Article and photos by Jennifer Howard
The life of a wildlife rehabilitator can be hectic at the best of times, however, the rewards are endless in saving so many injured and orphaned wild animals. Feeding, cleaning, sanitizing. It’s all part of the job.
During the month of May, admissions handling of wildlife to the centre was challenging since we had to go on a two-week lockdown due to a highly pathogenic avian flu hitting some fox kits. The good news is that two out of three are doing well, while sadly, one passed away. A fourth kit passed at the parents’ den. In order to protect them and our other wildlife, we went under strict protocols. It worked.
Unfortunately, as a result of the avian flu lockdown, we had to turn down many animals, unless they were injured. This was not something we wanted to do, but, we had no choice since we must protect and be able to care for the animal already at the centre. Under these circumstances, we try our best to help rescuers find another rehab centre to call. Although certain things are just not in our control, we appreciated your patience and understanding as we worked with you, and you with us. The situation put a strain on us, and on our new volunteers but we got through it. And you, if you were a rescuer of a wild animal, did too.
So a big thumbs up to all of the volunteers who helped pull us through this difficult time. Who stuck it out and cared for our other animals while our animal care coordinators took care of the sick kits. We made it. And the kits are appearing to be healthy and strong. Still, under vet care, they romp and play and love their food. Playing hard and sleeping hard.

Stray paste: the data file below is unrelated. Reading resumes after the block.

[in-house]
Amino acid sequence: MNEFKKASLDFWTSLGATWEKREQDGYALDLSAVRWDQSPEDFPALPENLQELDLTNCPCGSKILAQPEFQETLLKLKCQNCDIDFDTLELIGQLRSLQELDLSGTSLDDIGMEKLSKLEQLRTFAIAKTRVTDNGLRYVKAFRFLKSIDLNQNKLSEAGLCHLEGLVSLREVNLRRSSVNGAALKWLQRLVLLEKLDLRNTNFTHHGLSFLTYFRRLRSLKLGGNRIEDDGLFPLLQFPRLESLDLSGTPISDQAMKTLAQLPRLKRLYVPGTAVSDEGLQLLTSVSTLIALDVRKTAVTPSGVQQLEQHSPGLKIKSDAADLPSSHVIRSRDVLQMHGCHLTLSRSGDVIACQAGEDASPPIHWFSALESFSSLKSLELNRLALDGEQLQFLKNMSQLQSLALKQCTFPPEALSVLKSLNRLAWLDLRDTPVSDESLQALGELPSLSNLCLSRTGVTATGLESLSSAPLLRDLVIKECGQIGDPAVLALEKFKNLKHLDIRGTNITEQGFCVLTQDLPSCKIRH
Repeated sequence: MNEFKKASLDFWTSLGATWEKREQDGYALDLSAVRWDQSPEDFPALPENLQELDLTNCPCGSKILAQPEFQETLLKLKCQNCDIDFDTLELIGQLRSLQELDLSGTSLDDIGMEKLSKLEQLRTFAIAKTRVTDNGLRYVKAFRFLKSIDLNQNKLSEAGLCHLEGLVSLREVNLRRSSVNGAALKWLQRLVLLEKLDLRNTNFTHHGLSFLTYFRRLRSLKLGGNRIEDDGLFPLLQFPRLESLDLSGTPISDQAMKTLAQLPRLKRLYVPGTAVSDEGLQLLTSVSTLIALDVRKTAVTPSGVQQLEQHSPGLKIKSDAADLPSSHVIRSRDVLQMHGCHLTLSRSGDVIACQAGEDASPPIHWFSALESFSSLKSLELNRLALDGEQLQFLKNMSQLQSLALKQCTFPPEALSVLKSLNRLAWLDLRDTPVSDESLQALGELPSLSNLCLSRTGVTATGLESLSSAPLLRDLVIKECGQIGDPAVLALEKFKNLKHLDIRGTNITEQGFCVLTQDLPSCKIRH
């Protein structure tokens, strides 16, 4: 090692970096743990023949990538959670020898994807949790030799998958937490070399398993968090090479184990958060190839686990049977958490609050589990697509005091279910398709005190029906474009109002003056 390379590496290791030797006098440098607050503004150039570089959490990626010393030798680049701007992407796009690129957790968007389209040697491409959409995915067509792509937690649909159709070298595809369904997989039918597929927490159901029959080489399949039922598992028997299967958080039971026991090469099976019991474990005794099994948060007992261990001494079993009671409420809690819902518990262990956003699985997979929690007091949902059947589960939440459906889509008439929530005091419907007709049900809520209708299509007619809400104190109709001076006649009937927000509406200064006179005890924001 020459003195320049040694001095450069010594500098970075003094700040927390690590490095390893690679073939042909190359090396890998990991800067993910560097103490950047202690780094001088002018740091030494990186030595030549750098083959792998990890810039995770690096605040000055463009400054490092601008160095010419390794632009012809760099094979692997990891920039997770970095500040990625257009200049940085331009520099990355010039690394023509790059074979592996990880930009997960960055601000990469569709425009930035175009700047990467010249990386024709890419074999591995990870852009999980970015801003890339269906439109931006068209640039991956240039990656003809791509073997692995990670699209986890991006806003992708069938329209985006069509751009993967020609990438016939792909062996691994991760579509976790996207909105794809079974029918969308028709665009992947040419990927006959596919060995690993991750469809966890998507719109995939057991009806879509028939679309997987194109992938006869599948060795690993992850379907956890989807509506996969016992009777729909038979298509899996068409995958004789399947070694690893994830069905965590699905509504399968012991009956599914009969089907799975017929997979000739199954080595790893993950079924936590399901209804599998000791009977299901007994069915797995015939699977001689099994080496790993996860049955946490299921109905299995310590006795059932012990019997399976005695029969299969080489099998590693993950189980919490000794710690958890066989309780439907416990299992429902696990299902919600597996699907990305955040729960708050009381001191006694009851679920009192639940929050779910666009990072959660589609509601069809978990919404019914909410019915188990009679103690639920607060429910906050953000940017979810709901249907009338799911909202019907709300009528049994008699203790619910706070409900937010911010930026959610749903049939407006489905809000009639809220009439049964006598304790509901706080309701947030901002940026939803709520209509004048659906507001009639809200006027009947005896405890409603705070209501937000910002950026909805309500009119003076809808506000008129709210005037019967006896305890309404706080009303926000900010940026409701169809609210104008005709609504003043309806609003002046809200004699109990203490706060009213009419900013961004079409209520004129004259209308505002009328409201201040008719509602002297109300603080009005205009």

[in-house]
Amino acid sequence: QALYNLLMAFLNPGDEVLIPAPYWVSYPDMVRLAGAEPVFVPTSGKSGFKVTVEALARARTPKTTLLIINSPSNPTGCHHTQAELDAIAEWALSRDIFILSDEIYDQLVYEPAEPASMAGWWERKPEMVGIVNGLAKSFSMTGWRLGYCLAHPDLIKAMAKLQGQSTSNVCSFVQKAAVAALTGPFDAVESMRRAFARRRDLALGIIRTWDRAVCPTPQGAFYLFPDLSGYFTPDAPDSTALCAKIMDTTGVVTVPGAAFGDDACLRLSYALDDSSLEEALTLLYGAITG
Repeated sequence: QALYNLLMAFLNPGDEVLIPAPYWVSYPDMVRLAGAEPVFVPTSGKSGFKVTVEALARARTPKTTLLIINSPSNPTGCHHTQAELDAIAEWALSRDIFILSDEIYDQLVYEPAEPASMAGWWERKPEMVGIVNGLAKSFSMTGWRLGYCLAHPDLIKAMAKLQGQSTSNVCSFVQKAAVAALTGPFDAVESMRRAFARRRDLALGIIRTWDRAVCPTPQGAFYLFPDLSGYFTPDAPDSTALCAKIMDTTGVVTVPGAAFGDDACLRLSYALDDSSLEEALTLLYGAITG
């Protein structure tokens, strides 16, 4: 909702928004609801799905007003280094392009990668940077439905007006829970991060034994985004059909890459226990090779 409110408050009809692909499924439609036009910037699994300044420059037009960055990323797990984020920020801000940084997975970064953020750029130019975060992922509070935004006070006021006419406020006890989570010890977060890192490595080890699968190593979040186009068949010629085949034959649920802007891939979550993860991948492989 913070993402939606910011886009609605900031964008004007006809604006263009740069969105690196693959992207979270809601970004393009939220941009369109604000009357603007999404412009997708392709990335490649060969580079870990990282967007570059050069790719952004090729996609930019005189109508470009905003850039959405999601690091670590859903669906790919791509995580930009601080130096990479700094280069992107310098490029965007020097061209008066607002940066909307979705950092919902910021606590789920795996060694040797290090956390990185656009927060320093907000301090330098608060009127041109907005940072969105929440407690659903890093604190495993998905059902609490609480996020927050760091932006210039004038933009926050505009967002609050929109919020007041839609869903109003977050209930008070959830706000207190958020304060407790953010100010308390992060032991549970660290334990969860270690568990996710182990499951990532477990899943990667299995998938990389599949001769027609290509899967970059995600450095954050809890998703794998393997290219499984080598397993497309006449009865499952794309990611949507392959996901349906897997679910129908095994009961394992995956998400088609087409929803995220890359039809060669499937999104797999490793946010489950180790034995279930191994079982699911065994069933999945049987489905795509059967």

We are still waiting for some test results but the quarantine is over.
Once in a while and thank goodness not too often, cases come in that shock us. We always do our very best to save each and every animal that comes into the centre. But sometimes, in spite of all our efforts and our amazing vets from the National Wildlife Centre, we lose some.
On May 17th, a beautiful female opossum came in. She had been purposely hit by a pickup truck that swerved to hit her and then took off. As witnessed by an 11-year-old girl. When I ran to get her (she was just at my corner where I live) I knew she was in bad shape. Her jaw was broken, and she had road rash and so much swelling. She was put on pain medication and kept warm and quiet. She was probably a yearling.
On May 19th, a young rabbit also probably a year old came in with an arrow through her. It was horrible beyond words.
A vet appointment was scheduled with our Dr. Nelissa for that night for both the opossum and the rabbit.
These two beautiful animals did nothing to deserve such animal cruelty. We deal with injuries to wildlife every day. But these two cases were bad and they hit us all hard.
When things like this happen you must move on and focus on the other animals you can help. It’s been a tough year to date. And we have needed to turn animals away unless they are injured. So most importantly, here are some things you need to know.
Please go over your homes in late fall and fix any areas where a mother may be able to gain access to have her young.